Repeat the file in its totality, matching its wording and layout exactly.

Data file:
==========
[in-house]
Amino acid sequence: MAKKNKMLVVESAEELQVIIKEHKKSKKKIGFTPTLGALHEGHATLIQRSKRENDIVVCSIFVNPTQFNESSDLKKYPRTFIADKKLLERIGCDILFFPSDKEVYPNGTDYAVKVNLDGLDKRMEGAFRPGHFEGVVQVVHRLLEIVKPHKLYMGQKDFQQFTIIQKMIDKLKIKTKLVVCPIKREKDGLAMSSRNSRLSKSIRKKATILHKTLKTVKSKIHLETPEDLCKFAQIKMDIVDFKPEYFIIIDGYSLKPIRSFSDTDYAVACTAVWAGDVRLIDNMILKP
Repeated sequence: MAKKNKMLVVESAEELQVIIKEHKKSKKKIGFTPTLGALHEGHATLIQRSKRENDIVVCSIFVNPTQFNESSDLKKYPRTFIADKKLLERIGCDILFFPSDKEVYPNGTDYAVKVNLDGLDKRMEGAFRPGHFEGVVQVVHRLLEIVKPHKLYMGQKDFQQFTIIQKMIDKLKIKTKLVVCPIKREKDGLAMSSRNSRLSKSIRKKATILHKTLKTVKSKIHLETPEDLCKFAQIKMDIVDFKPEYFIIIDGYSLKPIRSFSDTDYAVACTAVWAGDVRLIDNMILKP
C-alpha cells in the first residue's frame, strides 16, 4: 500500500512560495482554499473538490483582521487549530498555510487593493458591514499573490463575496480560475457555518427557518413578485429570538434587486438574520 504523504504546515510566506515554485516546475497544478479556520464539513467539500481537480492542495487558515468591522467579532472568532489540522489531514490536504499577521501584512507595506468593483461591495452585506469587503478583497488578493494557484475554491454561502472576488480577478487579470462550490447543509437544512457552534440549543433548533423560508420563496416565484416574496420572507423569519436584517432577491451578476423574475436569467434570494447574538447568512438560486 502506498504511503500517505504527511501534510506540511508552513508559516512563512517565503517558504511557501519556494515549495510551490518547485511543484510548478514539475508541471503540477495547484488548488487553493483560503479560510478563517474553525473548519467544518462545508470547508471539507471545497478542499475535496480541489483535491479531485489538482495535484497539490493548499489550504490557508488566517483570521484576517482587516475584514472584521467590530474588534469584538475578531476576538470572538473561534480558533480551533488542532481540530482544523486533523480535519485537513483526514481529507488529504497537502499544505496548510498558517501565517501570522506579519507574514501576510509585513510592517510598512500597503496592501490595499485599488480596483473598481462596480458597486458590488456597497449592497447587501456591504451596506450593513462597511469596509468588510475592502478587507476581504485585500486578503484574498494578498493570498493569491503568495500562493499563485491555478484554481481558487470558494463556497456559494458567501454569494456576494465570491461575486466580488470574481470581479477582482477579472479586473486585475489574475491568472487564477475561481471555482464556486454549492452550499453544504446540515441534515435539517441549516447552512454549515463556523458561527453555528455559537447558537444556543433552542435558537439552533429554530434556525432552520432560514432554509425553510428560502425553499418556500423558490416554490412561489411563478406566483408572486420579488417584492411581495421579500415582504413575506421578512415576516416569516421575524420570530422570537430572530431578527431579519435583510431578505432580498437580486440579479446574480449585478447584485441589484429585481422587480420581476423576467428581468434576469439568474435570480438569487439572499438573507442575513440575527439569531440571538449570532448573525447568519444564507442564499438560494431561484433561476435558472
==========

[in-house]
Amino acid sequence: MAKKNKMLVVESAEELQVIIKEHKKSKKKIGFTPTLGALHEGHATLIQRSKRENDIVVCSIFVNPTQFNESSDLKKYPRTFIADKKLLERIGCDILFFPSDKEVYPNGTDYAVKVNLDGLDKRMEGAFRPGHFEGVVQVVHRLLEIVKPHKLYMGQKDFQQFTIIQKMIDKLKIKTKLVVCPIKREKDGLAMSSRNSRLSKSIRKKATILHKTLKTVKSKIHLETPEDLCKFAQIKMDIVDFKPEYFIIIDGYSLKPIRSFSDTDYAVACTAVWAGDVRLIDNMILKP
Repeated sequence: MAKKNKMLVVESAEELQVIIKEHKKSKKKIGFTPTLGALHEGHATLIQRSKRENDIVVCSIFVNPTQFNESSDLKKYPRTFIADKKLLERIGCDILFFPSDKEVYPNGTDYAVKVNLDGLDKRMEGAFRPGHFEGVVQVVHRLLEIVKPHKLYMGQKDFQQFTIIQKMIDKLKIKTKLVVCPIKREKDGLAMSSRNSRLSKSIRKKATILHKTLKTVKSKIHLETPEDLCKFAQIKMDIVDFKPEYFIIIDGYSLKPIRSFSDTDYAVACTAVWAGDVRLIDNMILKP
C-alpha cells in the first residue's frame, strides 16, 4: 500500500512560495482554499473538490483582521487549530498555510487593493458591514499573490463575496480560475457555518427557518413578485429570538434587486438574520 504523504504546515510566506515554485516546475497544478479556520464539513467539500481537480492542495487558515468591522467579532472568532489540522489531514490536504499577521501584512507595506468593483461591495452585506469587503478583497488578493494557484475554491454561502472576488480577478487579470462550490447543509437544512457552534440549543433548533423560508420563496416565484416574496420572507423569519436584517432577491451578476423574475436569467434570494447574538447568512438560486 502506498504511503500517505504527511501534510506540511508552513508559516512563512517565503517558504511557501519556494515549495510551490518547485511543484510548478514539475508541471503540477495547484488548488487553493483560503479560510478563517474553525473548519467544518462545508470547508471539507471545497478542499475535496480541489483535491479531485489538482495535484497539490493548499489550504490557508488566517483570521484576517482587516475584514472584521467590530474588534469584538475578531476576538470572538473561534480558533480551533488542532481540530482544523486533523480535519485537513483526514481529507488529504497537502499544505496548510498558517501565517501570522506579519507574514501576510509585513510592517510598512500597503496592501490595499485599488480596483473598481462596480458597486458590488456597497449592497447587501456591504451596506450593513462597511469596509468588510475592502478587507476581504485585500486578503484574498494578498493570498493569491503568495500562493499563485491555478484554481481558487470558494463556497456559494458567501454569494456576494465570491461575486466580488470574481470581479477582482477579472479586473486585475489574475491568472487564477475561481471555482464556486454549492452550499453544504446540515441534515435539517441549516447552512454549515463556523458561527453555528455559537447558537444556543433552542435558537439552533429554530434556525432552520432560514432554509425553510428560502425553499418556500423558490416554490412561489411563478406566483408572486420579488417584492411581495421579500415582504413575506421578512415576516416569516421575524420570530422570537430572530431578527431579519435583510431578505432580498437580486440579479446574480449585478447584485441589484429585481422587480420581476423576467428581468434576469439568474435570480438569487439572499438573507442575513440575527439569531440571538449570532448573525447568519444564507442564499438560494431561484433561476435558472